Heavy vehicles, earth movers banned in forests

Heavy vehicles, earth movers banned in forests

Wildlife activists welcome the decision

Heavy vehicles, earth movers banned in forests

Following the ban ordered in August, there is no movement of bulldozers and heavy earth movers inside the State’s national parks, sanctuaries and tiger reserves. “This measure has been taken up to ensure a peaceful atmosphere for the wildlife. It applies not only to the national parks and wildlife sanctuaries, but to all the protected areas in the State,” he said.

The decision is the outcome of the efforts of Wildlife First, which during the first week of August had submitted a memorandum stating that these works are posing a serious threat. “ There are instances of lorries carrying huge boulders, stones, huge machineries like earth excavators. Instead it can be done by manpower too. We are allowing necessary things like fire lines and water lines,” he said. The PCCF said that he is personally scrutinising the management plans and deleting all unnecessary civil works. “There are several works going on in these protected areas. At least each has about 10 to 15 works, which are being relooked now,” he said.

Serious damage

Wildlife First, welcoming the action initiated by the PCCF, hoped that it will stop the increasing incidents of serious damage being caused to Wildlife Reserves under the pretext of habitat improvement, water harvesting and such other ill-planned and unscientific management prescriptions. Wildlife First, which had submitted a memorandum along with a detailed photo documentation of the damage being caused to pristine areas of Nagarahole, Bandipur and other important Reserves.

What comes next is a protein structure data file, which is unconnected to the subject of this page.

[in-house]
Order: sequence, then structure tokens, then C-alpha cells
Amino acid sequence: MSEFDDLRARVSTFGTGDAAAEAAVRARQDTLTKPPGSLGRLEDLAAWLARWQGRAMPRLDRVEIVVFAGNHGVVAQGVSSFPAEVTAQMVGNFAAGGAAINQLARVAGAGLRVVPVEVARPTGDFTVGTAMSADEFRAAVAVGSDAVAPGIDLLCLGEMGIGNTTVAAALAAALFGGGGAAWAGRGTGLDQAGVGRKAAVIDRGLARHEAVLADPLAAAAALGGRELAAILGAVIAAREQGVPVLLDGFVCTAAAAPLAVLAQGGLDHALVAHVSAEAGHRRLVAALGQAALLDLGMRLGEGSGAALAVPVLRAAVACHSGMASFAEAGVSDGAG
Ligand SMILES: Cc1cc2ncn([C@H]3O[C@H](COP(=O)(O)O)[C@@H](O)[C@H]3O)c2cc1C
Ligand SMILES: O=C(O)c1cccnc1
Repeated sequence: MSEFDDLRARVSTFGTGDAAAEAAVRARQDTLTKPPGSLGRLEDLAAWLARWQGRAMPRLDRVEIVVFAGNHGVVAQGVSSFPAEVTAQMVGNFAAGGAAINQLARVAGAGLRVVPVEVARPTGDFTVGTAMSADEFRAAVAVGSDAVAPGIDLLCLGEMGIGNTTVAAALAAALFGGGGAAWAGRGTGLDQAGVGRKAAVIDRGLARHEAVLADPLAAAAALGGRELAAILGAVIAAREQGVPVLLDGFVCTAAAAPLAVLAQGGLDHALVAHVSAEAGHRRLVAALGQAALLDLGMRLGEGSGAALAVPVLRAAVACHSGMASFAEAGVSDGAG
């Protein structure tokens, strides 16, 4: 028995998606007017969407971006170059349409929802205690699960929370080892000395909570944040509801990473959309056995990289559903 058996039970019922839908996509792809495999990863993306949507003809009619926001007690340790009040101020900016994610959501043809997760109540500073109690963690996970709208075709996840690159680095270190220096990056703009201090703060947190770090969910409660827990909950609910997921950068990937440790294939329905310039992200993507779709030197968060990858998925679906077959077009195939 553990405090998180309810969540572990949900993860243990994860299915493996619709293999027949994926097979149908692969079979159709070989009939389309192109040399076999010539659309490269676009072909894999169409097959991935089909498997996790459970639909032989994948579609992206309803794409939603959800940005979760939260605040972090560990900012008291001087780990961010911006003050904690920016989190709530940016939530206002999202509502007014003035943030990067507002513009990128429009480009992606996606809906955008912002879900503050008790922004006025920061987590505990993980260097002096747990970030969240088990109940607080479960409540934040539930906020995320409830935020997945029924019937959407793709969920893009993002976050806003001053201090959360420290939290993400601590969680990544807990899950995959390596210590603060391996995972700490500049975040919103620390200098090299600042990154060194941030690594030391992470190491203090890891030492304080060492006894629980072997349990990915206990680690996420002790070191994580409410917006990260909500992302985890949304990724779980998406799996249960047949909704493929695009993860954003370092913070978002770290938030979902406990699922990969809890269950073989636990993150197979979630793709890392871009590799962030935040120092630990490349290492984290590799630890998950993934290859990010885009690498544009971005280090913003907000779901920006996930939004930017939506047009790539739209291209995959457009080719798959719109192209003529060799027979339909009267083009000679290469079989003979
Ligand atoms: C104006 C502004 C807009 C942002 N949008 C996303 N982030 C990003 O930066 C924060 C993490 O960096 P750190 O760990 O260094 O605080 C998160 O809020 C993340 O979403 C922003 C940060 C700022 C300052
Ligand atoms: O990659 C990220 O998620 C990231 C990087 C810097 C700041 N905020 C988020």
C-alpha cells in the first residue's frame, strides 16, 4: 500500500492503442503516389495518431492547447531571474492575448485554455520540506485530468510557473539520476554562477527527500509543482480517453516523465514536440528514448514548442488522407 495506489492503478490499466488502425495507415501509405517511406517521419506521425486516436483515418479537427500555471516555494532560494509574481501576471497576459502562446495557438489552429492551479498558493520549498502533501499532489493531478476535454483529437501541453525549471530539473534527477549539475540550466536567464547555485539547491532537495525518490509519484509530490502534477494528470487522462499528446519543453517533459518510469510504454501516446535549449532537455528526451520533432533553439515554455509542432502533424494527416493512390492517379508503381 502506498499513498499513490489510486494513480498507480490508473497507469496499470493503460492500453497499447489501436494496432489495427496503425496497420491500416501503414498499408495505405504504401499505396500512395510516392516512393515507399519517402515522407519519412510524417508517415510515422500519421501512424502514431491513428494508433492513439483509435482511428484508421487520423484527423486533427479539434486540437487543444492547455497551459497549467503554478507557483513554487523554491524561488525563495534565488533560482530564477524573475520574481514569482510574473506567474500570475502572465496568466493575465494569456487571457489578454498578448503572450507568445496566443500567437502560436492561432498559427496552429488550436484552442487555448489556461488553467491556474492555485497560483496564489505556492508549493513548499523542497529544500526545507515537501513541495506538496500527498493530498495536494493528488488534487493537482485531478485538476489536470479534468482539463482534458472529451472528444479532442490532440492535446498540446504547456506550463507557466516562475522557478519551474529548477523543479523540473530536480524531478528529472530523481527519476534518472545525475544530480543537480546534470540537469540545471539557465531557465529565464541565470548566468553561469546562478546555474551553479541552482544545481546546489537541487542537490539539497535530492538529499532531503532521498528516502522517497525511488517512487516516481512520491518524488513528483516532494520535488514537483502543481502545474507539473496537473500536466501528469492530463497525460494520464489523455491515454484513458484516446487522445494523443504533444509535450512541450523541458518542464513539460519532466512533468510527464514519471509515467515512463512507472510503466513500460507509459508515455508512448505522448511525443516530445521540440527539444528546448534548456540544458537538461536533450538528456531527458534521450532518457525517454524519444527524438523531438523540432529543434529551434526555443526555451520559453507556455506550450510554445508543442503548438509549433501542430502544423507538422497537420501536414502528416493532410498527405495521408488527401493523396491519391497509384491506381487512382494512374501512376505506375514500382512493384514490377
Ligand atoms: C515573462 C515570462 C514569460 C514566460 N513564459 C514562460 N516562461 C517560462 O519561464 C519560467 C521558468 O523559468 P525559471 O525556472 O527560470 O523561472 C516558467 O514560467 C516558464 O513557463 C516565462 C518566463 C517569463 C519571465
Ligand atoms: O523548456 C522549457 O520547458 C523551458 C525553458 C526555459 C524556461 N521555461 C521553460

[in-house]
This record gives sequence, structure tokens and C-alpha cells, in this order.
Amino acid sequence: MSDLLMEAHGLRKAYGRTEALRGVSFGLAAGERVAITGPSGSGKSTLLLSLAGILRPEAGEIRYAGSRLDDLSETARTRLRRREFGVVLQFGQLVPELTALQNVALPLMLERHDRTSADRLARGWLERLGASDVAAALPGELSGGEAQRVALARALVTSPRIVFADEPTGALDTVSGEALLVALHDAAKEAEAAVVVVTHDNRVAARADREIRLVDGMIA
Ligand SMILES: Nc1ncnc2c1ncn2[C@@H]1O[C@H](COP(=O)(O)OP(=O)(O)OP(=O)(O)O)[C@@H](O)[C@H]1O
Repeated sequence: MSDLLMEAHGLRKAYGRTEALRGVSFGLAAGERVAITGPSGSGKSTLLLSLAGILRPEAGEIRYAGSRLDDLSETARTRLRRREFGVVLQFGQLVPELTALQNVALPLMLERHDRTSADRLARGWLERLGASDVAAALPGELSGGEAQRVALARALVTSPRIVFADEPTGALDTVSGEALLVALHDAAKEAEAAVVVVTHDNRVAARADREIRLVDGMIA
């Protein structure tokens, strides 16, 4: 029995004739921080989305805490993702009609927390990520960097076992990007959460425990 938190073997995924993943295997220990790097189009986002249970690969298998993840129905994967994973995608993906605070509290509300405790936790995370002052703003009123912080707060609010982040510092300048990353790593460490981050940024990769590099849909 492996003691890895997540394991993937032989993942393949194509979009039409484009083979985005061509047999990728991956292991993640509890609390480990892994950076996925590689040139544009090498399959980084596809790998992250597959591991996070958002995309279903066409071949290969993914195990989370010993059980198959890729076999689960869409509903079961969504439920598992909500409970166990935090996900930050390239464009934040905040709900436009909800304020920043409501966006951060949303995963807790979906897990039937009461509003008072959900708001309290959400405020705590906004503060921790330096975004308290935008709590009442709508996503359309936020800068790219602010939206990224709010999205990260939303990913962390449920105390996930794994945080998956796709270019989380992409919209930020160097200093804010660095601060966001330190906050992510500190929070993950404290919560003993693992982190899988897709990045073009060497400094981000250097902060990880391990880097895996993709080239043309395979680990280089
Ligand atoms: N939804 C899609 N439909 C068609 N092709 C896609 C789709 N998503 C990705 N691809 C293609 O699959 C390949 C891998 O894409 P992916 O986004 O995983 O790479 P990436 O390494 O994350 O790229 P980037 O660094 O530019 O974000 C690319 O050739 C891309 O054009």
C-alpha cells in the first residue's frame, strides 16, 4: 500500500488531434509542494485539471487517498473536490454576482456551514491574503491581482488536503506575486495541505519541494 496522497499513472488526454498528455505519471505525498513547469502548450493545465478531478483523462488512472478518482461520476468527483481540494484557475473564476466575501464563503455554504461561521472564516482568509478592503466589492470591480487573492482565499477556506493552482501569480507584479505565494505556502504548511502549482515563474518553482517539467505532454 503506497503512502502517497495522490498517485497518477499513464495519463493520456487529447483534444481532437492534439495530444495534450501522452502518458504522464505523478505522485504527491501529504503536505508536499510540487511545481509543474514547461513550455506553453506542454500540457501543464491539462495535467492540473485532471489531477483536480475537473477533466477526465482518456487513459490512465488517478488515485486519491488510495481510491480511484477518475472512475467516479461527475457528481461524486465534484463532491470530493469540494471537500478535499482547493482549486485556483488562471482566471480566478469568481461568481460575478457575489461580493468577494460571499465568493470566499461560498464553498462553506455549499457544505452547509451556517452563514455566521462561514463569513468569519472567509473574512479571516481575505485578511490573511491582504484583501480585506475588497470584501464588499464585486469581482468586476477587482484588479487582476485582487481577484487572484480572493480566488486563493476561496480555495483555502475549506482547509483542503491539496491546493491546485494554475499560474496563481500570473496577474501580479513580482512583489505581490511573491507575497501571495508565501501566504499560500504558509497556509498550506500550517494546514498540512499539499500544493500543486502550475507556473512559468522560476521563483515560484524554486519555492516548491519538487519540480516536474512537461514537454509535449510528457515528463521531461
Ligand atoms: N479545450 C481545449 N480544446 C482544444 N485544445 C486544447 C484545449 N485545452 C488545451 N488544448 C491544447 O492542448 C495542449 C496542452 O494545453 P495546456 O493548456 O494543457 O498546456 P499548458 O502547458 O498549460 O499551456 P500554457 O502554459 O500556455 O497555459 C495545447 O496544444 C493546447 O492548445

“This important intervention will not only help prevent damage to wildlife habitat but will also ensure that the funds available due to stoppage of unnecessary civil works will now be invested wisely on strengthening anti-poaching and fire protection measures,” said Praveen Bhargav, Managing Trustee, Wildlife First and Member, National Board of Wildlife.   

“We urge the Chief Wildlife Warden to also issue a Permanent Standing Order by invoking powers vested in him under Section 29 and 35(6) of the Wildlife (Protection) Act, 1972 to ensure a long-term resolution of this problem,” he added.